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Table Of Contents  The TCP/IP Guide
 9  TCP/IP Application Layer Protocols, Services and Applications (OSI Layers 5, 6 and 7)
      9  Name Systems and TCP/IP Name Registration and Name Resolution
           9  TCP/IP Name Systems: Host Tables and Domain Name System (DNS)
                9  TCP/IP Domain Name System (DNS)
                     9  DNS Name Space, Architecture and Terminology

Previous Topic/Section
DNS Structural Elements and Terminology: Domains, Subdomains, and Nodes; Roots, Leaves and Branches; Parents, Children and Siblings
Previous Page
Pages in Current Topic/Section
12
3
Next Page
Absolute (Fully-Qualified) and Relative (Partially-Qualified) Domain Name Specifications
Next Topic/Section

DNS Labels, Names and Syntax Rules
(Page 3 of 3)

DNS Name Length Limit

There is a maximum limit of 255 characters for a complete domain name, for implementation purposes. In practice, most domain names are much shorter than this limit, as it would violate the whole purpose of domain names if we let them get so long that nobody could remember them anyway.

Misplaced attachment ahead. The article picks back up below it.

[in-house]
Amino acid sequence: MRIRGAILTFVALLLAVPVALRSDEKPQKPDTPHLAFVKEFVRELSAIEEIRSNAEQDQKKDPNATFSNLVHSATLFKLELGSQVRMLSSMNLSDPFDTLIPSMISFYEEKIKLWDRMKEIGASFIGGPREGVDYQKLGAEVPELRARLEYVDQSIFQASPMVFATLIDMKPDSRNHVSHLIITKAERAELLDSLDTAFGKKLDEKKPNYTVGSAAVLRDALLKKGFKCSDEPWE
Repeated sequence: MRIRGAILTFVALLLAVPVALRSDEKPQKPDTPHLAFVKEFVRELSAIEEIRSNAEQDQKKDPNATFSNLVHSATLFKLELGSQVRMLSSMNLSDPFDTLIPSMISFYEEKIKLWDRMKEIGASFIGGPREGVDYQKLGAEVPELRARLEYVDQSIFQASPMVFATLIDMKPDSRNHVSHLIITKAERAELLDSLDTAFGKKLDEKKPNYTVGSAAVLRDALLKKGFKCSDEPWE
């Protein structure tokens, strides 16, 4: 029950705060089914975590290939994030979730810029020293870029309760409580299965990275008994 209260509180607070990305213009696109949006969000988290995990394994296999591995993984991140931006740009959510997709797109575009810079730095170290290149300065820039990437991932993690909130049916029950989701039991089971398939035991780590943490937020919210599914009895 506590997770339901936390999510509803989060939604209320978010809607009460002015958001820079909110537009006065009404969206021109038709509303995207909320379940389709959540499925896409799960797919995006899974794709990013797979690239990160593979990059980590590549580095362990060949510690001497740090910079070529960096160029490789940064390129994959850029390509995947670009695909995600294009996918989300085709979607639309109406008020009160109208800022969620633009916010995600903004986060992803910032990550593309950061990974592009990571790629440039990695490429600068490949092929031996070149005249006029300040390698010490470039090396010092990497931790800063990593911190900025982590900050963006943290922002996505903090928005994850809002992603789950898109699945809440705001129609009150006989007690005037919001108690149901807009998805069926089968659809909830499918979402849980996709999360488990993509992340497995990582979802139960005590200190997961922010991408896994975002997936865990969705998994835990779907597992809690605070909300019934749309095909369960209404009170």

Resource Specification

In many protocols, it is possible to specify a particular resource within a domain name by providing a directory structure after a name. This is done using the standard TCP/IP uniform resource locator (URL) syntax, where a path is indicated using slashes to separate subdirectories. For example, a specific file at “salt.crystal.rocks” might be located at “salt.crystal.rocks/chem/composition”.

While DNS names are case-insensitive, the labels in a URL path are not. So this example would be different from “salt.crystal.rocks/chem/Composition”. See the topic on URL syntax for more details.

Key Concept: A domain name is a string of text that uniquely identifies a particular node in the name space. The domain name for a node is constructed by concatenating in right-to-left order all the labels in the branch of the DNS tree starting from the top of the tree down to the particular node, separating each by a dot (period.)



Previous Topic/Section
DNS Structural Elements and Terminology: Domains, Subdomains, and Nodes; Roots, Leaves and Branches; Parents, Children and Siblings
Previous Page
Pages in Current Topic/Section
12
3
Next Page
Absolute (Fully-Qualified) and Relative (Partially-Qualified) Domain Name Specifications
Next Topic/Section

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Version 3.0 - Version Date: September 20, 2005

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